When our 4 year old front -loading washer got hungry for the sweet, sweet taste of cotton, I was pretty bereft. Not only had a mechanical ally in the ongoing war against household chaos turned traitor, but the laundry piles were also rapidly mounting while decisions had to be made.
We had a repairman visit back in the spring when the clothes were just being nicked by the washer. He told us that it was a common issue with that model when overloaded. The problem was intrinsic to the washer's design, so there was no repair available. We stopped stuffing the washer and found no improvement. It actually cut the clothes more with fewer items in the load.
So, late one night in an appliance decision quagmire, I stumbled, via google, into ApplianceBlog.com's forums and Jake, the real life repairman behind them. This place is a DIYer's dream. Good, well-written, and sound advice offered promptly by a compassionate and seasoned professional.
I posted a "Can this washer be saved?" question and got plenty of useful advice that helped us make a confident decision to replace our fabric-hungry washer with one that we will be more able to repair ourselves. We are planning on getting a washer repair guide (like Chilton's auto guides) for our new washer from Jake's affiliate online parts sales.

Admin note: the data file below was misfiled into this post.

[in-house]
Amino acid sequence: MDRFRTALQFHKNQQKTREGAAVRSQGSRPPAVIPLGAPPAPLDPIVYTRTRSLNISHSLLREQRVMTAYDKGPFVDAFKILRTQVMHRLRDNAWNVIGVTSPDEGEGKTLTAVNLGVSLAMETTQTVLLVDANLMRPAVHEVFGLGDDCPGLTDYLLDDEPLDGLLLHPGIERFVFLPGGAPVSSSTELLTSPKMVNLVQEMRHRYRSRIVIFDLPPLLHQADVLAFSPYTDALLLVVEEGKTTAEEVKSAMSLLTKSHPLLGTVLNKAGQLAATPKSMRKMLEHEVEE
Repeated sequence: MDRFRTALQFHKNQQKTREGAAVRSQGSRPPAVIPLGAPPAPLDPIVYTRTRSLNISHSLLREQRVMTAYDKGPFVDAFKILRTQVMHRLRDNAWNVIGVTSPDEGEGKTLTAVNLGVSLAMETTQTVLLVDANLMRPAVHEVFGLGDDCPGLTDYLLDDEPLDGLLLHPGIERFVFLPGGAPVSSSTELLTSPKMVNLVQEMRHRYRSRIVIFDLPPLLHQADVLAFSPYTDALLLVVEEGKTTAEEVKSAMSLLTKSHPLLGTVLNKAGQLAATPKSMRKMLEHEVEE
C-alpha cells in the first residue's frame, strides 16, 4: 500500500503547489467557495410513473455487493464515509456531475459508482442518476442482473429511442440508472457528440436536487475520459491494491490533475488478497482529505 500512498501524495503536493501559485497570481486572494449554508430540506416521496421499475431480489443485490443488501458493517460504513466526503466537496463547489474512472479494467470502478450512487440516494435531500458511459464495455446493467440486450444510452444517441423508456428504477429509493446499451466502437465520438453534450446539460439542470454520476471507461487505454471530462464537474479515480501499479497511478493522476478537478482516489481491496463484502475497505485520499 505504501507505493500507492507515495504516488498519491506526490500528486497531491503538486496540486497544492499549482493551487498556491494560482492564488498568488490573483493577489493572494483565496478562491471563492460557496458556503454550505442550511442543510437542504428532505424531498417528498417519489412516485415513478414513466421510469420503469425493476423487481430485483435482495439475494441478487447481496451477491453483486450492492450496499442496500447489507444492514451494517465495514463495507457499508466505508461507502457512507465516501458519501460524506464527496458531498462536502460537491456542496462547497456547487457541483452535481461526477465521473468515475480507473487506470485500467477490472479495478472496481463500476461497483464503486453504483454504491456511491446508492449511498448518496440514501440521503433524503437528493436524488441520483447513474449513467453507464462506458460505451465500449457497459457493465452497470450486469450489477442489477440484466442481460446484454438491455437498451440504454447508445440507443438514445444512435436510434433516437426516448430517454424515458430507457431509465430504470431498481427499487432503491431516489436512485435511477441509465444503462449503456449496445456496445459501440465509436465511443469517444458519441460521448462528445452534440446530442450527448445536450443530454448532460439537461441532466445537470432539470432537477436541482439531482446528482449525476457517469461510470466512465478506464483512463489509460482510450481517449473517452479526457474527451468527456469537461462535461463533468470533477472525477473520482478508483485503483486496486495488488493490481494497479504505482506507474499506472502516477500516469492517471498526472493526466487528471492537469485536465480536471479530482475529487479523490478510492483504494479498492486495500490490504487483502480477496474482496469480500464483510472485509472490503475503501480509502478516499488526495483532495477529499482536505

Jake also offered us valuable social-engineering advice about working with the retailer where we purchased the item. They offered us a great deal on service (no labor or service call fees, only parts costs), but we decided not to take them up on this offer as 1) we believe the problem to be an irreparable defect in the machine's design- and 2) the only way to test the machine's repair is to feed it more of our wardrobe. The advice however was sound as the retailer did offer us a GREAT repair deal if it hadn't entailed further risk of our clothing.
The affiliated repairclinic.com site has great illustrations of the appliances deconstructed, so it looks like common fixes could be found here as well as in the applianceblog's forum.
His site offers a great hack for people looking to purchase new appliances. Just search the forum the model and brand to see what kinds of problems are common to the appliance being considered. These search results offer a real-life, long-term perspective that a simulation-based tester like Consumer Reports might miss (like the mold that is known to build up on some front-loader seals).
It's nice to have a new ally in the war on household chaos...
Now does anyone have ideas for a slightly hungry Kenmore front loader? Maybe we could turn it into an aquarium....